Centralization and delegation practices in family versus non-family SMEs: a Rasch analysis

Centralization and delegation practices in family versus non-family SMEs: a Rasch analysis In this paper, we examine differences in centralization and delegation practices of family and non-family firms. Using Aston studies measures, we examine specific types of decisions and the level of authority involved in decision making by owner-managers. We use Rasch analysis to examine the concentration of authority in a sample of 124 small- and medium-sized firms. We find that family firms maintain more centralized decision making and delegate differently than their non-family counterparts. Whereas family firms prioritize centralizing operational issues, non-family firms centralize employment issues more. Our findings have implications for understanding the distinctiveness and professionalization of family firms. http://www.deepdyve.com/assets/images/DeepDyve-Logo-lg.png Small Business Economics Springer Journals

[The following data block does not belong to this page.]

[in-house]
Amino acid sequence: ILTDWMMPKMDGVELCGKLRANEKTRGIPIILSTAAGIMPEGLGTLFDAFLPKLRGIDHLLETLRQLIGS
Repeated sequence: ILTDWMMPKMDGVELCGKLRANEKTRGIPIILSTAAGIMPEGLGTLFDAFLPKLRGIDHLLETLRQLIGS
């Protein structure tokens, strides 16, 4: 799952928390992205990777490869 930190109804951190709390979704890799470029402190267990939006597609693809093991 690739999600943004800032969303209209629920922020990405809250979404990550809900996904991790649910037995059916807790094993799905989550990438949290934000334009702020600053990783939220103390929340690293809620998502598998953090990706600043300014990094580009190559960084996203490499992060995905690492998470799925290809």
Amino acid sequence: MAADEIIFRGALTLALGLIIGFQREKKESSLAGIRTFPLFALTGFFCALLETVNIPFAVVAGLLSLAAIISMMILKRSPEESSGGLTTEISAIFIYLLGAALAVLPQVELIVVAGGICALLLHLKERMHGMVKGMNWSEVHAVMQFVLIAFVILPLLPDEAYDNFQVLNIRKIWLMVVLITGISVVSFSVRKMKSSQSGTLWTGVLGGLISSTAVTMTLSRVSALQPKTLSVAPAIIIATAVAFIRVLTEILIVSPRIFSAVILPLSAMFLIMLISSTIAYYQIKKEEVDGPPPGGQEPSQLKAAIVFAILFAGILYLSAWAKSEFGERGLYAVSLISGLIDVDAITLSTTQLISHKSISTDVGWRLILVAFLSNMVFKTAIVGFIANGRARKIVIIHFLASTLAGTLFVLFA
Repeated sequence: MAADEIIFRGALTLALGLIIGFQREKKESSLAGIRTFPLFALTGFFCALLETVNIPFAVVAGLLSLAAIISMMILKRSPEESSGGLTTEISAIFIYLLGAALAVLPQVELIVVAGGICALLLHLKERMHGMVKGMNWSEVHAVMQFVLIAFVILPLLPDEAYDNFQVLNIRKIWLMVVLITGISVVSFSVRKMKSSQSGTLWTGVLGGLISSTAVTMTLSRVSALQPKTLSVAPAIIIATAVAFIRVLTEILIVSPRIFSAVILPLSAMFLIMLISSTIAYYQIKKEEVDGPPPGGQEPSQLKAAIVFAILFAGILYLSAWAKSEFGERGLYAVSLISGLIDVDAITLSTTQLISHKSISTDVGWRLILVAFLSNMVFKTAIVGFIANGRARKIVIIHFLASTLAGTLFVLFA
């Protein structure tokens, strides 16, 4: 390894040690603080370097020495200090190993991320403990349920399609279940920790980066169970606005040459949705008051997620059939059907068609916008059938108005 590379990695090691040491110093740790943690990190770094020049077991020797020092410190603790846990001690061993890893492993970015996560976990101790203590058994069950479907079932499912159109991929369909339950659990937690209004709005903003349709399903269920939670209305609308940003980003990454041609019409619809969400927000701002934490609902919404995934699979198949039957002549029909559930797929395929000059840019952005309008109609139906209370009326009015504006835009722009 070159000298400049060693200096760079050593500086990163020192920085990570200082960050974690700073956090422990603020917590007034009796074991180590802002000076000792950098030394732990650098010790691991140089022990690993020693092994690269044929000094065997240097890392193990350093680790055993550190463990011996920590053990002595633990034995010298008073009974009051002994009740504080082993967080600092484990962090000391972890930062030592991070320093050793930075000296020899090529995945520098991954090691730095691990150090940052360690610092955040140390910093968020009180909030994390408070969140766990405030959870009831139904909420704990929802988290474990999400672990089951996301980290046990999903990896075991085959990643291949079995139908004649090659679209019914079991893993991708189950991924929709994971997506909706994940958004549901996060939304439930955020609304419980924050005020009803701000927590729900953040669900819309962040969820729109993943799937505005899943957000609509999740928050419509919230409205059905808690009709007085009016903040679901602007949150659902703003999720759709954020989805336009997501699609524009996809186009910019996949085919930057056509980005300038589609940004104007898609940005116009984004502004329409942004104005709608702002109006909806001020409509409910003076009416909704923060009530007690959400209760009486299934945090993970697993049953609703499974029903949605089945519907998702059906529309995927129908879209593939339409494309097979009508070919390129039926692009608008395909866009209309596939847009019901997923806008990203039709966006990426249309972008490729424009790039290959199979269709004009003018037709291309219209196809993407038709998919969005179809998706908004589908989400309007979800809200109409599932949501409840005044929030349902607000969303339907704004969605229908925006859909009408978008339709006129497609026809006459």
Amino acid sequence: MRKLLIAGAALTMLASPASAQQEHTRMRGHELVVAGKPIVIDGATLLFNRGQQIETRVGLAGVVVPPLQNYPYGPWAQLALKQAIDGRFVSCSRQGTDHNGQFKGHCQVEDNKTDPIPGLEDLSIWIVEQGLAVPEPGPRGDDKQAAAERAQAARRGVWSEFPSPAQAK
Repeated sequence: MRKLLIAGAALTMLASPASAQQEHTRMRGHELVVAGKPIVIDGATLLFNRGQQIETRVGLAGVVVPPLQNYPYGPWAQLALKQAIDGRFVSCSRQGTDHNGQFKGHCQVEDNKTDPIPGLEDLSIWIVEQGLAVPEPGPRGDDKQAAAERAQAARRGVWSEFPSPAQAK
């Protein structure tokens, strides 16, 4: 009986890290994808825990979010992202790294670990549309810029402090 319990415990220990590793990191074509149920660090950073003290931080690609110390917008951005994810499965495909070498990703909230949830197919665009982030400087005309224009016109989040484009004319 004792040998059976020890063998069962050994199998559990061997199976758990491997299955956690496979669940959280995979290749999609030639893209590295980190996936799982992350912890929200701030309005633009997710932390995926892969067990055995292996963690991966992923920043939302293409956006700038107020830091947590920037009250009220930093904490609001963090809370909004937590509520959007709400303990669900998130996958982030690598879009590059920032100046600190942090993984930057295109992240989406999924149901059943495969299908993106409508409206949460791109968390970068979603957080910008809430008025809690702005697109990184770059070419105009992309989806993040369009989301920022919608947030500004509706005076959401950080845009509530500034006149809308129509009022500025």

Centralization and delegation practices in family versus non-family SMEs: a Rasch analysis

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Publisher
Springer Journals
Copyright
Copyright © 2016 by Springer Science+Business Media New York
Subject
Business and Management; Management; Microeconomics; Entrepreneurship; Industrial Organization
ISSN
0921-898X
eISSN
1573-0913
D.O.I.
10.1007/s11187-016-9762-5
Publisher site
See Article on Publisher Site

Abstract

In this paper, we examine differences in centralization and delegation practices of family and non-family firms. Using Aston studies measures, we examine specific types of decisions and the level of authority involved in decision making by owner-managers. We use Rasch analysis to examine the concentration of authority in a sample of 124 small- and medium-sized firms. We find that family firms maintain more centralized decision making and delegate differently than their non-family counterparts. Whereas family firms prioritize centralizing operational issues, non-family firms centralize employment issues more. Our findings have implications for understanding the distinctiveness and professionalization of family firms.

Journal

Small Business EconomicsSpringer Journals

Published: Jun 30, 2016

References

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